# Data Representation

### Introduction:

In the realms of signal processing and machine learning, the representation of data in a numerical format is crucial for analysis, processing, and modeling. Depending on the dimensionality and complexity of the data, it can be represented in different numerical forms. The most common forms of data representation include scalar values, vectors, matrices, and tensors.

### Definitions:

Scalar: A scalar is a single numerical value. It has magnitude but no direction. For instance, in mathematical terms, the number 5 or -3.2 are scalar values.

Vector: A vector is an ordered list of numbers. It can be visualized as a line segment in space that has both magnitude and direction. Mathematically, a vector is typically represented as a column (or sometimes row) of numbers (aka 1-D data)

Matrix: A matrix is a two-dimensional array of numbers. It can be visualized as a rectangular grid of numbers. A matrix has rows and columns, and its shape is often described by the number of rows by the number of columns, e.g., a 3x2 matrix has 3 rows and 2 columns.

Tensor: A tensor is a multi-dimensional array of numbers. While a scalar is 0-dimensional, a vector is 1-dimensional, and a matrix is 2-dimensional, a tensor can be 3-dimensional or more. For instance, a 3-dimensional tensor can be visualized as a cube of numbers.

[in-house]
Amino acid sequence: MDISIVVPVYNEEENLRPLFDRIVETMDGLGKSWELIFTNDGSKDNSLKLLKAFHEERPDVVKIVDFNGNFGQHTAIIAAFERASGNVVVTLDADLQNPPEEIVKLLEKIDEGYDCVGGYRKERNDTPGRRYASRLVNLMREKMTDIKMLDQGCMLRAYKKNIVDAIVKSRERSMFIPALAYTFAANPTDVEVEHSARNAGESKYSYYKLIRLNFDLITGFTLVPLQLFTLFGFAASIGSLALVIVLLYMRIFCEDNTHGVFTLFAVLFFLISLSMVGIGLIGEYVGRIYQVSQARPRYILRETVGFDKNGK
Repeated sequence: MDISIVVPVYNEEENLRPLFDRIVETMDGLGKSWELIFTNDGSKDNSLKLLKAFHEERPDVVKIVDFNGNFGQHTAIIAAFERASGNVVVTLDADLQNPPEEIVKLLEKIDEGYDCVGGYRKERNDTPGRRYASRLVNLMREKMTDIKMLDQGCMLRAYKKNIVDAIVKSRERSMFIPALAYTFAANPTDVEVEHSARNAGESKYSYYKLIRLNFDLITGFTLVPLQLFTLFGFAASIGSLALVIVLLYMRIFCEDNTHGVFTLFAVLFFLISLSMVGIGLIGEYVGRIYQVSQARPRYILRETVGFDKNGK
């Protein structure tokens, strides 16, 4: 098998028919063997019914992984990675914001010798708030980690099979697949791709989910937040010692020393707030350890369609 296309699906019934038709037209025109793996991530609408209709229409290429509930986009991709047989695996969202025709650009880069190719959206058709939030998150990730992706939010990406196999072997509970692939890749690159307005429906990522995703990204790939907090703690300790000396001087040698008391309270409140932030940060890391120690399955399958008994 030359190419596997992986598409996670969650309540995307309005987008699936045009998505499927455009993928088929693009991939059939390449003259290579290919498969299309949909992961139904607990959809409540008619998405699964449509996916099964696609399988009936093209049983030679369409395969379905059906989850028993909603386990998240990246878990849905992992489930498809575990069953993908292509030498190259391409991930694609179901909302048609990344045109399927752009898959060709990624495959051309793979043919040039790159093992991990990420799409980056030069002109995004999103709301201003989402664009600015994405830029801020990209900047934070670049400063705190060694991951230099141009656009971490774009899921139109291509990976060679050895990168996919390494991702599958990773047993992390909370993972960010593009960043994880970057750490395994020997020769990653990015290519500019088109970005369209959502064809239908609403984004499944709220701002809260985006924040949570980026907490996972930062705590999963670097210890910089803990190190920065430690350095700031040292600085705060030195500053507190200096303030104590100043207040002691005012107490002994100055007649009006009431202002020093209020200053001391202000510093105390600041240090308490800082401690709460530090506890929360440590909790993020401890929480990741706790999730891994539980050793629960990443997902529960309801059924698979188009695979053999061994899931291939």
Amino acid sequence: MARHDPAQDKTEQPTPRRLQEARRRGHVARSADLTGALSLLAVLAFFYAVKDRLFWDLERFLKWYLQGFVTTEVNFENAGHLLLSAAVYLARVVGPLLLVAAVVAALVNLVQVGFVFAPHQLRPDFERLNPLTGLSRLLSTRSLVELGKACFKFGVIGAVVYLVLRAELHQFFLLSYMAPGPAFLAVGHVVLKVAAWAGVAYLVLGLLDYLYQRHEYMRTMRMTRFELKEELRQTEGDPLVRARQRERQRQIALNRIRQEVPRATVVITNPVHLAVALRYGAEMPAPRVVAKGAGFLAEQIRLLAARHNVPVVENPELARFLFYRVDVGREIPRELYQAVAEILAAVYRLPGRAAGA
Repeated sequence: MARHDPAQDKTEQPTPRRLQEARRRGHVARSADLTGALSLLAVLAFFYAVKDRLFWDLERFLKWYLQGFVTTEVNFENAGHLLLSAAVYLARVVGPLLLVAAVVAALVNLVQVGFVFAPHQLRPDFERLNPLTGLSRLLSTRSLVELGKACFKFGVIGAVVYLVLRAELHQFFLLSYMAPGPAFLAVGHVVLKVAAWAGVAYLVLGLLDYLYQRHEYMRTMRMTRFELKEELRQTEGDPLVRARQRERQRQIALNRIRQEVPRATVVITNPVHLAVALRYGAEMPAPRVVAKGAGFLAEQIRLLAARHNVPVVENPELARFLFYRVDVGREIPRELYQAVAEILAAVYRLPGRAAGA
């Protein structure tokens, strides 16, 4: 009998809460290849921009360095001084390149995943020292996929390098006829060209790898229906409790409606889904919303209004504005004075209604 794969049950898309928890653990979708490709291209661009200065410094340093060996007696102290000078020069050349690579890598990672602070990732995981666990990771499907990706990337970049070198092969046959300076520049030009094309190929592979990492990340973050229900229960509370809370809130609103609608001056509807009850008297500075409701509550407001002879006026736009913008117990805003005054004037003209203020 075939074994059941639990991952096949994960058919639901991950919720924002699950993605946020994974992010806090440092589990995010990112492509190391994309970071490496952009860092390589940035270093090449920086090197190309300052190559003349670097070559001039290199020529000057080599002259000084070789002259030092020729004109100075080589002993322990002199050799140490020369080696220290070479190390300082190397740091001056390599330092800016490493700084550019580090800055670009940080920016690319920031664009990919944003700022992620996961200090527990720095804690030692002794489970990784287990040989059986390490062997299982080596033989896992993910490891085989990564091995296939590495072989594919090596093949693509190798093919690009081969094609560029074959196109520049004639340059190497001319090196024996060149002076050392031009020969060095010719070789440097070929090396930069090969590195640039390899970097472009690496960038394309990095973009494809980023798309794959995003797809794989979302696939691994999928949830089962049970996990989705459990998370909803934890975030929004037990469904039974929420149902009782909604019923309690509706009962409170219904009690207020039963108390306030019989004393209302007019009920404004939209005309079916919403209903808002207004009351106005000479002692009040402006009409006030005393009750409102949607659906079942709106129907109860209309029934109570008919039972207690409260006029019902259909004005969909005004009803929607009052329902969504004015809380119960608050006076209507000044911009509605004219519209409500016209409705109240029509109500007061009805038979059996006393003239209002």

### Examples:

Scalar: An example of a scalar is the current temperature. If it's 22°C right now, that's a single numerical value.

Vector: An example of a vector could be the average high temperatures forecasted for the next week. For instance, if the forecasted high temperatures for the next seven days are 22°C, 23°C, 24°C, 25°C, 26°C, 27°C, and 28°C, then the vector representation might be: [22, 23, 24, 25, 26, 27, 28]

Matrix: An example of a matrix is a grayscale image. The pixels of the image are represented as values between 0 (black) and 255 (white). The image's resolution, say 100x100 pixels, will determine the size of the matrix. Each entry in the matrix corresponds to the grayscale value of a pixel.

Tensor: A tensor example is a colored image. In the most common format, an image has three color channels: Red, Green, and Blue (RGB). Each channel can be thought of as a matrix (like the grayscale image), and the three matrices combined form a 3-dimensional tensor. If the image is of resolution 100x100 pixels, the tensor's shape would be 100x100x3, with each slice of size 100x100 representing one of the RGB channels.

### Summary & Conclusion

Scalar: A single numerical value.

Vector: A 1D array of values, often representing a series or sequence of numbers.

Matrix: A 2D array of values, typically visualized as a grid or table of numbers.

Tensor: An array of values with 3 or more dimensions, commonly used in applications requiring multi-channel or multi-modal data.

Data representation is crucial in domains like signal processing and machine learning. Gaining a practical understanding of how these data structures manifest in real-world engineering scenarios enables one to look beyond the terminology. Rather than being daunted by the jargon, professionals can leverage these data formats as powerful tools for both analysis and synthesis in their respective fields.